This weekend we have had a change of plans.  The whole team will be in the lab Saturday from 1-8.  On Sunday our drive teams and code teams will go to the FTC tournament being held at Georgetown Prep and get a full day of practice / demo in.  Thanks FIRST Chesapeake for making this happen.

Here is what the team has left to do;

  • Drive train – done
  • Bumpers – started
    • Red – done
    • Blue – started
  • Electrical board – done
  • Turret arm prototype – done
  • Turret arm – done
  • Turntable – done
  • Shooter – done
  • Vision – started
  • Main code – started
  • Strategy – done
  • Scouting system – started
  • Awards – started
    • Chairman’s – done
    • Wood Flowers – done
    • Entrepreneurship – done
    • Dean’s – done
    • Chairman’s video – started
    • Media award – started
  • Competition documents started
    • Tech Journal started
    • Judges Packet started
    • 1 sheeter started
    • Safety Binder started
    • Pit Video started
    • Chairman’s presentation started
    • Bill of Materials – not started
  • Pre-competition scouting – started
  • Inviting local leaders to events – done
  • Bellypan – done
  • Pre season scouting and risk survey – started
  • Reveal video started
  • Climber – not started
  • Defensive Cheescake – not started
  • Wiring installation – started
  • Driver Selection done
  • Team Standard – started
  • T-shirt – started
  • Battery cart refurbish – not started
  • Refurbish battery leads started
  • Refurbish robot cart – not started
  • Paint Pit – not started
  • Alpha turret and arm – not started

 

 

The strategy is locked in

Big day yesterday. We locked in our strategy and have moved on to detail design.  Our CAD team is hard at work taking all of the decisions made yesterday and turning them into a robot.  Gear ratios are being calculated, sensors are being picked and free body diagrams are being drawn.  In a nut shell, this week will be all about the Math.  To make the equations match reality we will be doing a full robot prototype this week to start to test nearly every aspect of our design so that we leave as little as possible up to chance.

The team has locked in out awards approach. This is a little more flexible as we will be having our first awards meetings this week to start writing.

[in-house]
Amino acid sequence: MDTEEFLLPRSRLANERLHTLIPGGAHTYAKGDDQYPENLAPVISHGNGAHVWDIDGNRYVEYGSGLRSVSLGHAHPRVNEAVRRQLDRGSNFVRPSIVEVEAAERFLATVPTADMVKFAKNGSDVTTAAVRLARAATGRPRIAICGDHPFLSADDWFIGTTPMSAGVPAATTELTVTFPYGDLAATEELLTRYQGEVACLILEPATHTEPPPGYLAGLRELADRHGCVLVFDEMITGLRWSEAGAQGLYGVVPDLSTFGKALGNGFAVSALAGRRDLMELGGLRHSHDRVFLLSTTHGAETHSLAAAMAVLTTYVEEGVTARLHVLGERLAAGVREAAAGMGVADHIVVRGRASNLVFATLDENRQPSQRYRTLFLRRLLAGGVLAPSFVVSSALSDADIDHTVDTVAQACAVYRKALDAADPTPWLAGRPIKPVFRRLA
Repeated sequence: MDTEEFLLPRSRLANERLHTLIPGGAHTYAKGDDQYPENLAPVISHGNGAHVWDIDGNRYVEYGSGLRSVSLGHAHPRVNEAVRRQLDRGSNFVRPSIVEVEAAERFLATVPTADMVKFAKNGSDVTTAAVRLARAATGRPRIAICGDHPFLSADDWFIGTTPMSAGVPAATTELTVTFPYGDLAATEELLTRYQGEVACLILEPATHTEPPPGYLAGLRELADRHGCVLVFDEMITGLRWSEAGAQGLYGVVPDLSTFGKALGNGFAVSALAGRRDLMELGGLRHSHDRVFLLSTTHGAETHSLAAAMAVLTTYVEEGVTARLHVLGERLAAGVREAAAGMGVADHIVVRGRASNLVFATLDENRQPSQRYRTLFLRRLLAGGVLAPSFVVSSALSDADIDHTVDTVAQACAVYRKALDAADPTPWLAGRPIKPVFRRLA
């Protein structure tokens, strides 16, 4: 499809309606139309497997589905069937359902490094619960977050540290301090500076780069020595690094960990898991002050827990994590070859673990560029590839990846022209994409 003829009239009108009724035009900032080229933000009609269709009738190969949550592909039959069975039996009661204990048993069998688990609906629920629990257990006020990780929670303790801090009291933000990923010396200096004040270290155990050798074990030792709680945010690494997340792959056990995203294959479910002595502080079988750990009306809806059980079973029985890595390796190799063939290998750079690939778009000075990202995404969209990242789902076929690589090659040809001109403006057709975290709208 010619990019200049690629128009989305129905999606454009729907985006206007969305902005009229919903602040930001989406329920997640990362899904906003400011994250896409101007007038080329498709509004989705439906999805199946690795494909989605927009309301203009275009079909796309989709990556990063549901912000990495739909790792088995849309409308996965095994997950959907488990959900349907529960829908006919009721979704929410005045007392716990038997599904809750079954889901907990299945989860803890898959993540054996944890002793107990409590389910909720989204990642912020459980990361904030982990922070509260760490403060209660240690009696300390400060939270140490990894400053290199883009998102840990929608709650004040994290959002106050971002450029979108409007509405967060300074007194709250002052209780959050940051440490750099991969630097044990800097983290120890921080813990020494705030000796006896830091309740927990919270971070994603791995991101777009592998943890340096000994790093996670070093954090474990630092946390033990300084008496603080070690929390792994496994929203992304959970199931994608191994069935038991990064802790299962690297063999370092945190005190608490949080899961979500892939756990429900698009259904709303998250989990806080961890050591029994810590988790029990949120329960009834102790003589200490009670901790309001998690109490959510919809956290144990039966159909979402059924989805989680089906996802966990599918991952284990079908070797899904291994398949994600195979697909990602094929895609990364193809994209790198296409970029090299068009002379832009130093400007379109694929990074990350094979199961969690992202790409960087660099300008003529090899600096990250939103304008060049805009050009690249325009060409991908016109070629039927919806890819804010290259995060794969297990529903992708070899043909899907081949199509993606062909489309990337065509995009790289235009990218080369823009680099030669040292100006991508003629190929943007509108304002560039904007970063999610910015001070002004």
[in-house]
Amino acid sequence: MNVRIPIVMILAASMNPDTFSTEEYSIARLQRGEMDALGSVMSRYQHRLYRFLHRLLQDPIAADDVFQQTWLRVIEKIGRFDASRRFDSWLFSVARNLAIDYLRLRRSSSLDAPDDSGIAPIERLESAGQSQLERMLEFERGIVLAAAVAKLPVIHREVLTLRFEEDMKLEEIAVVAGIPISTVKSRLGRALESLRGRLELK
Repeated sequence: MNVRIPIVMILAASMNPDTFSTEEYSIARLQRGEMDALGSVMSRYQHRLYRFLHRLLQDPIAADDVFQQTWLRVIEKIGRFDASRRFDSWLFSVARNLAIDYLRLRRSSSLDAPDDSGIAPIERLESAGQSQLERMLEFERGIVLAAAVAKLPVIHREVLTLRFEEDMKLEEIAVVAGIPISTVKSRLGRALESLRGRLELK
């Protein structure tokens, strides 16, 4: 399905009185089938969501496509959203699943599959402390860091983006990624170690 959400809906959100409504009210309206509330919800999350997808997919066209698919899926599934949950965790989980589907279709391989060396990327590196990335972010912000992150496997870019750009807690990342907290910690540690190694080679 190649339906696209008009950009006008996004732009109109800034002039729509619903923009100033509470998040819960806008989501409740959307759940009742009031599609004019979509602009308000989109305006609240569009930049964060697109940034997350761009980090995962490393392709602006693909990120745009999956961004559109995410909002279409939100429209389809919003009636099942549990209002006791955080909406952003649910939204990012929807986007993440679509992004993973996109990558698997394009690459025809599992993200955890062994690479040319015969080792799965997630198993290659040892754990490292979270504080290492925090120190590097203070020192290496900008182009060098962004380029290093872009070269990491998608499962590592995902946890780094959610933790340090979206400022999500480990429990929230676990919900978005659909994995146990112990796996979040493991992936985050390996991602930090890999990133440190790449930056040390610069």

The team has all but 4 field elements completed.  We should have them all done by the end of the week.  We are also going to make a second Sally Port to send over to the STEM Action center so that all of teams in the area have a complete set of fields to practice on.

We are in a bit of a bind from a parts perspective at the moment.  Now that we know what we are doing, many of our suppliers are out of what we need.  A very specific pain point is the lack of pneumatic wheels, until we get a full set we can’t pick out drive team. So next week we will be feverishly trying to get parts ordered before they run out again… Fingers crossed.

 

 

Video from our workshop this weekend.

 

PS. you will learn more about a strategy in week 6…

PSS. One Hint. One of our tertiary goals is named the guillotine, Muh huh hu ha ha ha ha !!!!!

Welding Fasteners and Adhesives

A joint is a junction where structural elements meet without applying a static load from one element to another. When one or more of these vertical or horizontal elements that meet are required by the design to have be fixed

Permanent fixed joint – joints that can not easily come apart. Permanent fixed joints should be used when the detail parts or assemblies being joined have low or no repairability requirements.

  • Welding
    • Useful method of joining materials
    • Strong joint if welded properly
    • Joint is susceptible to fatigue failure, so make sure the material is think enough to withstand the number of cycles you are expecting
      • A cycle could be something like there will be 40 joint flexures per match, the team expect 100 matches so make sure the joint could withstand 40 x 100 x 2.5 = 1,000 or 10^3 joint flexures for the season
      • Weld fatigue life calculator
    • Only weld in properly set up designated areas with a trained professional while wearing the correct safety gear
  • Adhesive
  • Rivets
  • Mortis & Tenon
    • Use only if fabricating robot parts with wood

 

Temporary fixed joint – joints that can easily come apart. Temporary fixed joints should be used when the detail parts or assemblies being joined have high or mandatory repairability requirements.

  • Bolts & Nuts

    • FRC team should standardizing parts to reduce the number of tools needed, to reduce confusion, speed up repair times and reduce weight. Here are the bolts we recommend;
      • 8-32
        • Use socket head for FRC application
        • Come with protruding and flush head configuration
      • 10-32
        • Use socket head for FRC application
        • Come with protruding and flush head configuration
      • 1/4-20
        • Heavy weight steel fastener that is very strong
        • Use only when absolutely necessary
        • Use socket head for FRC application
        • Come with protruding and flush head configuration
    • Bolt size selection guide
    • Nuts
  • Screws
  • Pins

 

Additional Resources

 

Structural Systems

Two major systems of every robot on the planet are the structures and mechanical systems. Structural systems allow the machines and buildings to hold themselves together and up off of the ground. Listed below are some of the more common structural systems that teams use in FRC.

Structures